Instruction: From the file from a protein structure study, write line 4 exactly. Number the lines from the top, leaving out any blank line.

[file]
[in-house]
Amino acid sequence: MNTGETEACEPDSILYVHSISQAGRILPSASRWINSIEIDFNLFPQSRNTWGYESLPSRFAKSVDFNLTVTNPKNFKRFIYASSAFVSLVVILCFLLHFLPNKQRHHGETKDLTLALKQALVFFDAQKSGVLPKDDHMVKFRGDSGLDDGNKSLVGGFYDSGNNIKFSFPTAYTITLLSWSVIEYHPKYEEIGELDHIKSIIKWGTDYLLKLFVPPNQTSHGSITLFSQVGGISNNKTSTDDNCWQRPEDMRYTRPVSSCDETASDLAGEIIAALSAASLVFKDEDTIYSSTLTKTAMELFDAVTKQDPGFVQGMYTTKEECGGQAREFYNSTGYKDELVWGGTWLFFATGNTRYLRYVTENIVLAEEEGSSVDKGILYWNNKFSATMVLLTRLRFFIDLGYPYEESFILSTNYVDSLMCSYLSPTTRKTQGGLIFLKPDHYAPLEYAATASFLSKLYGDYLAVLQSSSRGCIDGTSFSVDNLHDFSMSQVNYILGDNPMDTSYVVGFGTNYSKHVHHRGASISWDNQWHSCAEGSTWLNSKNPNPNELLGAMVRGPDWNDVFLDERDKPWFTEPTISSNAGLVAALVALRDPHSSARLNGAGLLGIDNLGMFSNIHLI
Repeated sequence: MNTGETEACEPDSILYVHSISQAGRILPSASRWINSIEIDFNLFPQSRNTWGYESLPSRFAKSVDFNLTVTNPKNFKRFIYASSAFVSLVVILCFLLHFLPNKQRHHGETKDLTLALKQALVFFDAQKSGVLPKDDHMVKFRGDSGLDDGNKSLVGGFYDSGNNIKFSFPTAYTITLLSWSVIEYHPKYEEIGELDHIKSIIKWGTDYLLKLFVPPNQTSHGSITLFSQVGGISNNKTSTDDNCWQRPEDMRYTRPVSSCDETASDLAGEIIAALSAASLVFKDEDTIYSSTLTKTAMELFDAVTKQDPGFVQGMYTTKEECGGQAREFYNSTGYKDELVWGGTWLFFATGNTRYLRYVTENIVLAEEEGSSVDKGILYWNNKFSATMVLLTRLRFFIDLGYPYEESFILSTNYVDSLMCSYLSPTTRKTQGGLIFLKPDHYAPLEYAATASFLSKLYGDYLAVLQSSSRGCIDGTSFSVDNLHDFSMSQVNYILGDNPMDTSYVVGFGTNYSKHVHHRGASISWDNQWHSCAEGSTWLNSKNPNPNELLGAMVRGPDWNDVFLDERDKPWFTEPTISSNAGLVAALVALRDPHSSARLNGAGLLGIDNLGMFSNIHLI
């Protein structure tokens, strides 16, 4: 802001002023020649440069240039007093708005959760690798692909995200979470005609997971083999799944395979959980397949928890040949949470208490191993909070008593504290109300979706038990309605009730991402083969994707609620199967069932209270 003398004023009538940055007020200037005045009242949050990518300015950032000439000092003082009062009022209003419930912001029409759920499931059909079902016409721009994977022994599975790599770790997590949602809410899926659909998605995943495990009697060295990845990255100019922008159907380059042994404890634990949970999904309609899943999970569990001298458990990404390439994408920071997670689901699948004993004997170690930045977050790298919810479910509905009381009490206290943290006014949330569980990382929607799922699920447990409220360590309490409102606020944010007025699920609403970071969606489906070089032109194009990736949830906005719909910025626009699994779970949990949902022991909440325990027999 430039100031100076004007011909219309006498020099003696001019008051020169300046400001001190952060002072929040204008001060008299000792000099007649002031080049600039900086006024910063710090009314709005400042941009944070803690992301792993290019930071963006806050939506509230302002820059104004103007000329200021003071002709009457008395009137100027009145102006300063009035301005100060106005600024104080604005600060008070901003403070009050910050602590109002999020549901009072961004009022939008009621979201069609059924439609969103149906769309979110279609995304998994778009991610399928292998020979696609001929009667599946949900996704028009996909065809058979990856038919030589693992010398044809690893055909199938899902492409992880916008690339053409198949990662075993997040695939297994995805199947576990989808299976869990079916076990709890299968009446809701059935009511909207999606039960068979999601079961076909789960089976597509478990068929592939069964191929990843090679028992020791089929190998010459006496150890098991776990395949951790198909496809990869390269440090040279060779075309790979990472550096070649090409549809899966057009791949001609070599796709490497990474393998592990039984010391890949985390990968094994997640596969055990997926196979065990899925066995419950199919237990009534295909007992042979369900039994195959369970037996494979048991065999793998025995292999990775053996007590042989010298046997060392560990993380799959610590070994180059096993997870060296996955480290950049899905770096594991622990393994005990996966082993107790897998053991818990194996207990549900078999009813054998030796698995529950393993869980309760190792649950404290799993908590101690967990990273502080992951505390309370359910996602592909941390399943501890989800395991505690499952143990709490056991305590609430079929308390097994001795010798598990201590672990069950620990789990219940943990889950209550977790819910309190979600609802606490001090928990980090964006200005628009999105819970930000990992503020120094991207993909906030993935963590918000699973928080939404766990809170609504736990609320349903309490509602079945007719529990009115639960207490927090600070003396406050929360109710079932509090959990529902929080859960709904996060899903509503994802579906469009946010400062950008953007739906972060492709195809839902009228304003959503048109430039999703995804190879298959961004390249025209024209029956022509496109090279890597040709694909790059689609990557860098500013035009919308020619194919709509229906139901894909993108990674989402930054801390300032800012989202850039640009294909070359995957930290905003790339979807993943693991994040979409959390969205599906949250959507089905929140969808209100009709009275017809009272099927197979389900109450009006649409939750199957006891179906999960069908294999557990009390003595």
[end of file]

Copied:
């Protein structure tokens, strides 16, 4: 802001002023020649440069240039007093708005959760690798692909995200979470005609997971083999799944395979959980397949928890040949949470208490191993909070008593504290109300979706038990309605009730991402083969994707609620199967069932209270 003398004023009538940055007020200037005045009242949050990518300015950032000439000092003082009062009022209003419930912001029409759920499931059909079902016409721009994977022994599975790599770790997590949602809410899926659909998605995943495990009697060295990845990255100019922008159907380059042994404890634990949970999904309609899943999970569990001298458990990404390439994408920071997670689901699948004993004997170690930045977050790298919810479910509905009381009490206290943290006014949330569980990382929607799922699920447990409220360590309490409102606020944010007025699920609403970071969606489906070089032109194009990736949830906005719909910025626009699994779970949990949902022991909440325990027999 430039100031100076004007011909219309006498020099003696001019008051020169300046400001001190952060002072929040204008001060008299000792000099007649002031080049600039900086006024910063710090009314709005400042941009944070803690992301792993290019930071963006806050939506509230302002820059104004103007000329200021003071002709009457008395009137100027009145102006300063009035301005100060106005600024104080604005600060008070901003403070009050910050602590109002999020549901009072961004009022939008009621979201069609059924439609969103149906769309979110279609995304998994778009991610399928292998020979696609001929009667599946949900996704028009996909065809058979990856038919030589693992010398044809690893055909199938899902492409992880916008690339053409198949990662075993997040695939297994995805199947576990989808299976869990079916076990709890299968009446809701059935009511909207999606039960068979999601079961076909789960089976597509478990068929592939069964191929990843090679028992020791089929190998010459006496150890098991776990395949951790198909496809990869390269440090040279060779075309790979990472550096070649090409549809899966057009791949001609070599796709490497990474393998592990039984010391890949985390990968094994997640596969055990997926196979065990899925066995419950199919237990009534295909007992042979369900039994195959369970037996494979048991065999793998025995292999990775053996007590042989010298046997060392560990993380799959610590070994180059096993997870060296996955480290950049899905770096594991622990393994005990996966082993107790897998053991818990194996207990549900078999009813054998030796698995529950393993869980309760190792649950404290799993908590101690967990990273502080992951505390309370359910996602592909941390399943501890989800395991505690499952143990709490056991305590609430079929308390097994001795010798598990201590672990069950620990789990219940943990889950209550977790819910309190979600609802606490001090928990980090964006200005628009999105819970930000990992503020120094991207993909906030993935963590918000699973928080939404766990809170609504736990609320349903309490509602079945007719529990009115639960207490927090600070003396406050929360109710079932509090959990529902929080859960709904996060899903509503994802579906469009946010400062950008953007739906972060492709195809839902009228304003959503048109430039999703995804190879298959961004390249025209024209029956022509496109090279890597040709694909790059689609990557860098500013035009919308020619194919709509229906139901894909993108990674989402930054801390300032800012989202850039640009294909070359995957930290905003790339979807993943693991994040979409959390969205599906949250959507089905929140969808209100009709009275017809009272099927197979389900109450009006649409939750199957006891179906999960069908294999557990009390003595």